Hotel Review: The Peninsula
Published: May 2009
Accommodation is often one of the priciest parts of any trip and sometimes you don’t get what you paid for; you’re promised character and get shoddiness or pay for intimacy and end up with small and pokey! On the other hand, some properties are worth crossing the world for…
In his first visit to one of Britain’s most popular hotel chains, GARETH DAVIS is pleasantly surprised and impressed.
THE PENINSULA, CHICAGO
Chicago still battles old ghosts. The city that for many summons up images of Mob rule, murder, and shady speak easies is actually one of North America’s most liveable cities; a glorious place of broad vistas, greenery and a magnificent lakeside location where the best of 20th century architecture stumbles to a halt at golden beaches and blue waters. As you can tell I LOVE Chicago, and I’ve everything crossed for its 2016 Olympic bid, the result of which will be announced this October. Chicago is one place which could definitely benefit from being centre stage.
And centre stage in Chicago as far as I’m concerned is The Peninsula. One of the luxury Hong Kong hotel chain’s 3 North American properties (the others are New York and Beverly Hills), this Peninsula is all that a top drawer hotel should be and it perfectly showcases the wonderful city it calls home. It’s a joy to be able to give a whole hearted thumbs up to 5* property that deserves its place in the firmament. Sure, a negative review can generate a lorra laughs but once in a while it’s nice to be…well, nice – and impressed.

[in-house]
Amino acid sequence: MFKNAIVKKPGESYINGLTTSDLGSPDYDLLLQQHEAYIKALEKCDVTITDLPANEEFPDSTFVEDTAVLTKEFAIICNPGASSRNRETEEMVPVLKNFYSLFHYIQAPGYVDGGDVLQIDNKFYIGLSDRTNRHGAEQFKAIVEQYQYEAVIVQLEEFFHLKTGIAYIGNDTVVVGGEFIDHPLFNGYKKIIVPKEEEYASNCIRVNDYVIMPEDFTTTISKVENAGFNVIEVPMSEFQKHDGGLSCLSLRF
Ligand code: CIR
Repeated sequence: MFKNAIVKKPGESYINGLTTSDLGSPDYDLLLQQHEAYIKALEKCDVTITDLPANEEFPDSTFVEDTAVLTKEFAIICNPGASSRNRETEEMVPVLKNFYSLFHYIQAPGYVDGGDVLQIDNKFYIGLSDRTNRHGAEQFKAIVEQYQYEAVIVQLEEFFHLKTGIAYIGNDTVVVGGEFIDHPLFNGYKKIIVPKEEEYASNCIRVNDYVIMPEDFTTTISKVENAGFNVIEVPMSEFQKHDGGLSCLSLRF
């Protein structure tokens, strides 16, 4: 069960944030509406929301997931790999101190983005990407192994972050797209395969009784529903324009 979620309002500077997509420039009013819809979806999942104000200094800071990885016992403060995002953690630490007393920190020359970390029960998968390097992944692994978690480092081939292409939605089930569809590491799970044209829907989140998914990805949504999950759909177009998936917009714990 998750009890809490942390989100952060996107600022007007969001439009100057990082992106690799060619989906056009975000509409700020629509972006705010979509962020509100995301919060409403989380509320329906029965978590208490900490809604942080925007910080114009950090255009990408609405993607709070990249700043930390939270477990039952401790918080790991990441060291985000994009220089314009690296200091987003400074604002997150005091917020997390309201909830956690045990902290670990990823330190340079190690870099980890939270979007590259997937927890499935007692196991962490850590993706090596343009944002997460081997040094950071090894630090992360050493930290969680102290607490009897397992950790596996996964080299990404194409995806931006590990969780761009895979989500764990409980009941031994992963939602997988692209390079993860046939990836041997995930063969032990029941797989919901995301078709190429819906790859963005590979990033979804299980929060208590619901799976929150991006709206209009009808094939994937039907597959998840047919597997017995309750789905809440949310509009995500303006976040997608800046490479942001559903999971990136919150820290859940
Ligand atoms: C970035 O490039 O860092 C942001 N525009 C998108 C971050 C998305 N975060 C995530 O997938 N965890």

Serenity is the key note, whether it’s the airy first floor lobby or the soaring lobby restaurant with its pillars and plants. The odd design detail hearkens back to the Age of Deco like the frieze behind reception and there are Far Eastern accents in the two colossal lions guarding the main entrance. Fen Shui’s obviously had a field day.
The rooms are equally bright and stylish in the properties warm signature tones of coffee, beige, toffee, and teak. They’re also utterly practical and by that I mean everything “works” – from the hairdryer through the shoe horn to the plasma widescreens. The property has been undergoing a refurb with new carpeting, drapes, 42’ tellies, and i-pod docking stations. Maintenance is always for me the alpha to omega of a good hotel and four years on from my first visit, The Peninsula looks as sprightly and as dashing as ever – flawless.
Classy complimentary WiFi is available in every room – other international 5* chains take note, and hang your heads in shame! Beds are gorgeously comfy and the attention to detail is thrilling. For example, I always like to have a bottle of wine on the go in my room which I sip at whilst working. Every day this was put on fresh ice. My trousers slung carelessly on the floor were folded. And the iron and board I had delivered came with spray starch and nice smelly ironing water. Ok, so It sounds like I’m in love and maybe I am. The fact is one is reduced to reporting on minutiae such as yes, the towels could be a bit fluffier, and the toilet paper could be a little less insubstantial. Let’s leave it at that.
Facilities range from a Far Eastern themed spa which Conde Nast has voted No. 2 in North America through a bar and 3 restaurants. The bar is a grown up dark wood space; like film noir, it’s more lit by shadows than light. Not a good place for reading admittedly but a great sofa space with a real fire at its heart. My only gripe would be the nibbles on offer; ne of those trays that look as if they’ve been filled with whatever happens to be left; the odd Chinese cracker, a few wasabi nuts and shards of indeterminate debris.